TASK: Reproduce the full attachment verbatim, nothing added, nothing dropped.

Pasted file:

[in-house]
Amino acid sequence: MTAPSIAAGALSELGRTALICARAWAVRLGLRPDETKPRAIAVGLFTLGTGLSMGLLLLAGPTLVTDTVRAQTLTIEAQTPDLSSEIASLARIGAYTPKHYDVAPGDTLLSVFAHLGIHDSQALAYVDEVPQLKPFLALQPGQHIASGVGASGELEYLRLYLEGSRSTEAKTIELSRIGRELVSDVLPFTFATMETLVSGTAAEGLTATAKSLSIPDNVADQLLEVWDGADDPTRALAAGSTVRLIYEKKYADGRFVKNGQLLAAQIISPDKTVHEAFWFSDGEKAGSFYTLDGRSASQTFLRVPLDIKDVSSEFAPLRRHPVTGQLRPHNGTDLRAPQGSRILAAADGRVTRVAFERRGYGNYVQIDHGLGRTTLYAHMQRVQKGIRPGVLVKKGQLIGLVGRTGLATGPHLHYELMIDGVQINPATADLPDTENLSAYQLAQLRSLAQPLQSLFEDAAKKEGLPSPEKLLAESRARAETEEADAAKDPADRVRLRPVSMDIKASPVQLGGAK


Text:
[in-house]
Amino acid sequence: MTAPSIAAGALSELGRTALICARAWAVRLGLRPDETKPRAIAVGLFTLGTGLSMGLLLLAGPTLVTDTVRAQTLTIEAQTPDLSSEIASLARIGAYTPKHYDVAPGDTLLSVFAHLGIHDSQALAYVDEVPQLKPFLALQPGQHIASGVGASGELEYLRLYLEGSRSTEAKTIELSRIGRELVSDVLPFTFATMETLVSGTAAEGLTATAKSLSIPDNVADQLLEVWDGADDPTRALAAGSTVRLIYEKKYADGRFVKNGQLLAAQIISPDKTVHEAFWFSDGEKAGSFYTLDGRSASQTFLRVPLDIKDVSSEFAPLRRHPVTGQLRPHNGTDLRAPQGSRILAAADGRVTRVAFERRGYGNYVQIDHGLGRTTLYAHMQRVQKGIRPGVLVKKGQLIGLVGRTGLATGPHLHYELMIDGVQINPATADLPDTENLSAYQLAQLRSLAQPLQSLFEDAAKKEGLPSPEKLLAESRARAETEEADAAKDPADRVRLRPVSMDIKASPVQLGGAK